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Articles by Mohamed Shariff
Total Records ( 4 ) for Mohamed Shariff
  Fatimah Md. Yusoff , Hazel Matias-Peralta and Mohamed Shariff
  Six shrimp culture ponds of 1 ha each, located between 101° 22' E 2° 49'N -101° 22' E 3° 17'N, were used to elucidate the effects of using eutrophic waters on phytoplankton communities. Three ponds were filled with unpolluted water, while the other three received eutrophic water. Water quality and phytoplankton populations were analyzed fortnightly over a period of 110 days to coincide with the shrimp culture cycle. In ponds with eutrophic water, the cyanobacteria (nine species) were the dominant phytoplankton group (>90% of the total phytoplankton density), followed by the green algae (seven species) and diatoms (six species). Ponds with originally unpolluted water were dominated by the diatoms with 18 species, followed by the cyanobacteria (six species) and one species of green algae. Shrimp production in ponds with unpolluted water was significantly higher (4,877.4 ± 438.5 kg ha-1 when compared to 1,385.0 ± 243.8 kg ha-1 in ponds using eutrophic water. This study illustrated that initial water quality supply influenced the phytoplankton dominance, which in turn determined the aquaculture production in shrimp culture ponds.
  Sanjoy Banerjee , Lee Mei Kim , Mohamed Shariff , Helena Khatoon and Fatima Md. Yusoff
  The use of antibiotics in aquaculture to treat infections has resulted in the development of resistant strains which have rendered antibiotic treatment ineffective. Therefore, alternative antibacterial materials must be found. Extracts of neem tree (Azadirachta indica) leaves were tested against Vibrio parahaemolyticus and Vibrio alginolyticus isolated from cultured shrimp. Aqueous extract of neem leaves did not produce any inhibitory zone while the neem juice produced inhibitory zone that showed linear relationship to the concentration of neem juice on both bacteria. The Minimum Inhibitory Concentration (MIC) for V. parahaemolyticus and V. alginolyticus was 3.13 and 6.25%, respectively. The Minimum Bactericidal Concentration (MBC) for V. parahaemolyticus and V. alginolyticus was 12.50 and 25.00%, respectively. It is concluded that neem juice is an antibacterial agent and is useful for inhibition of vibrios in shrimp.
  N. Maya Erna , Sanjoy Banerjee , Mohamed Shariff and Fatimah Md. Yusoff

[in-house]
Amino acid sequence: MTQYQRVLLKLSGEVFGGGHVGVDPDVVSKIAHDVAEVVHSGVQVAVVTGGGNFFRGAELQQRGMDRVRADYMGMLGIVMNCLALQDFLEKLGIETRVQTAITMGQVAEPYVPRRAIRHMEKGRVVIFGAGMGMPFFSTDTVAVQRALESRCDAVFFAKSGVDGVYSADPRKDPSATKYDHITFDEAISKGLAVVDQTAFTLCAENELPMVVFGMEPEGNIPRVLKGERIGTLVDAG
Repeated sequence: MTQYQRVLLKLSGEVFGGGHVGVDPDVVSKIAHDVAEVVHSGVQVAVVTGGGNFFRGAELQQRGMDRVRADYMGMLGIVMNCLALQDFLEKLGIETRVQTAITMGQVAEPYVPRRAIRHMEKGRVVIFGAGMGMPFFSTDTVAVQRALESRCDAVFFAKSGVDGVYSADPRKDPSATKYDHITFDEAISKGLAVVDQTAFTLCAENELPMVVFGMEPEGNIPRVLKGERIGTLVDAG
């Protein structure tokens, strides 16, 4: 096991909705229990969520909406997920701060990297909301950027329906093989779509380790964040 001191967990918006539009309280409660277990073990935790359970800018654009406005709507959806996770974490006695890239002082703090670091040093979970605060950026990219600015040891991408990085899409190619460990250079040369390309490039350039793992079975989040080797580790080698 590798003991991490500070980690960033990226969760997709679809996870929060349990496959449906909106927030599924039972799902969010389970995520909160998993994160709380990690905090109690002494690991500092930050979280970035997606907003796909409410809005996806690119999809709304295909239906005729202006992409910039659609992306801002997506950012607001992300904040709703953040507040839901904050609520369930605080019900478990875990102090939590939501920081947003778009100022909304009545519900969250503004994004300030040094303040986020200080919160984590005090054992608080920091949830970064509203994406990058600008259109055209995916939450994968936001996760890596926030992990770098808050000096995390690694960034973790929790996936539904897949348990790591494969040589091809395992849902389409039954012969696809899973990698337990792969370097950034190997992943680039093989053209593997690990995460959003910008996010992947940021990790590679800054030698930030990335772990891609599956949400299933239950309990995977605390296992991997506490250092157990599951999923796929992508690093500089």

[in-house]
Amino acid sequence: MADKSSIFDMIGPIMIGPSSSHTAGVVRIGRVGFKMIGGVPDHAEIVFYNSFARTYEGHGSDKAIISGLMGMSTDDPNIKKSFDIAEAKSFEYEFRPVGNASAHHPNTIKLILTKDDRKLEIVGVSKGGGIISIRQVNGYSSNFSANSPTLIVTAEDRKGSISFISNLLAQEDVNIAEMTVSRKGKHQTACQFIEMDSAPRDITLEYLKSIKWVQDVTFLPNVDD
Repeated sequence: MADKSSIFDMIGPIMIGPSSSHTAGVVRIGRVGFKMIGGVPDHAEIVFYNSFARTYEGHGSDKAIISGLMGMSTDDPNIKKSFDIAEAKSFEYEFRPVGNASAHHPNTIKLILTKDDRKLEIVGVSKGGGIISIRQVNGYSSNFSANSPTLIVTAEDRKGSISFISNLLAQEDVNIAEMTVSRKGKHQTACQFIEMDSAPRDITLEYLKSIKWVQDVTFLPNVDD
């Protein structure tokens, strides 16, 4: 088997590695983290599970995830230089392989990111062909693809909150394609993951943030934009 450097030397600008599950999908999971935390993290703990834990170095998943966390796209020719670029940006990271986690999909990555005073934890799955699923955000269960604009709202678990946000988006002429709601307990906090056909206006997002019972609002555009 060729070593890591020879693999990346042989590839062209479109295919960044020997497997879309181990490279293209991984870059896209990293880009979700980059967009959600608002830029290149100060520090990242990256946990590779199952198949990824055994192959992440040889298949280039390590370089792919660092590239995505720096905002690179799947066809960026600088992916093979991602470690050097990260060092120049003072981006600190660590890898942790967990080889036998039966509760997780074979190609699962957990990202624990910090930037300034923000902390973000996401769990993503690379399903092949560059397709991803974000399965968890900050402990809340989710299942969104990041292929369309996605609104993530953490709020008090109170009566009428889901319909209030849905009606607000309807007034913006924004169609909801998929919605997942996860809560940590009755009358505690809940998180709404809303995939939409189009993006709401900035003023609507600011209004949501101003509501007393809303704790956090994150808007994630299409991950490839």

The immobilization of nitrifying bacteria in alginate has been used to evaluate the performance of ammonia reduction. In this research, bacteria were screened and observed for their ability to reduce ammonia. Consortium M1, isolated from the mangrove area (Morib, Selangor) showed the most effective reduction of ammonia from an initial concentration of 2.17±0.10 to 0.06±0.01 mg L-1 in 14 days. The consortium was then identified to consist of Pseudomonas aeruginosa (99%), Pseudomonas stutzeri (98%) and Nocardioides albus (98%) using the 16S rDNA gene sequences via Polymerase Chain Reaction (PCR) technique and identified by phylogenetic analysis based on their partial 16S rDNA sequences comparison in NCBI GenBank. The consortium M1 was then immobilized into alginate beads each containing 1.79x103 CFU mL-1 bacteria cells before being tested for its efficacy in reducing ammonia under laboratory conditions using 10, 20, 30, 40, 50, 100, 150 and 200 beads. The fastest reduction rate of Total Ammonia Nitrogen (TAN) was observed in flasks containing 150 beads which on day 6, drastically reduced TAN from 2.50±0.10 to 0.090±0.059 mg L-1 followed by treatment with 200 beads (0.104±0.07 mg L-1). However, at the end of experiment at day 14, the lowest TAN level (0.083±0.063 mg L-1) was observed in flasks with 200 beads which was not significantly different (p>0.05) from flasks with 150 beads (0.106±0.034 mg L-1). The present study reveals that the immobilization of bacterial consortium consisting of ammonia oxidizing bacteria could be used as an alternative for reduction of high TAN concentration in shrimp or fish hatchery system.
  Nurul Salma Adenan , Fatimah Md. Yusoff and Mohamed Shariff
  Salinity and temperature are two of the major factors controlling the growth rate of microalgae. In this study, the effect of salinity and temperature on the growth of marine microalgae; an unidentified Chlorella sp. and Chaetoceros calcitrans were investigated to optimize the microalgal biomass production. These species were cultured at different salinities (20, 25 and 30‰) and temperatures (20, 25 and 30°C). C. calcitrans and Chlorella sp. had significantly higher (p<0.05) growth rate when cultured at salinities of 30 and 25‰, respectively. In terms of temperature, the highest (p<0.05) growth rate was observed in C. calcitrans and Chlorella sp. cultivated at temperatures of 30 and 25°C, respectively. This study indicated that C. calcitrans was suitable to marine condition, whereas Chlorella sp. showed optimum growth at lower salinity and temperature.
 
 
 
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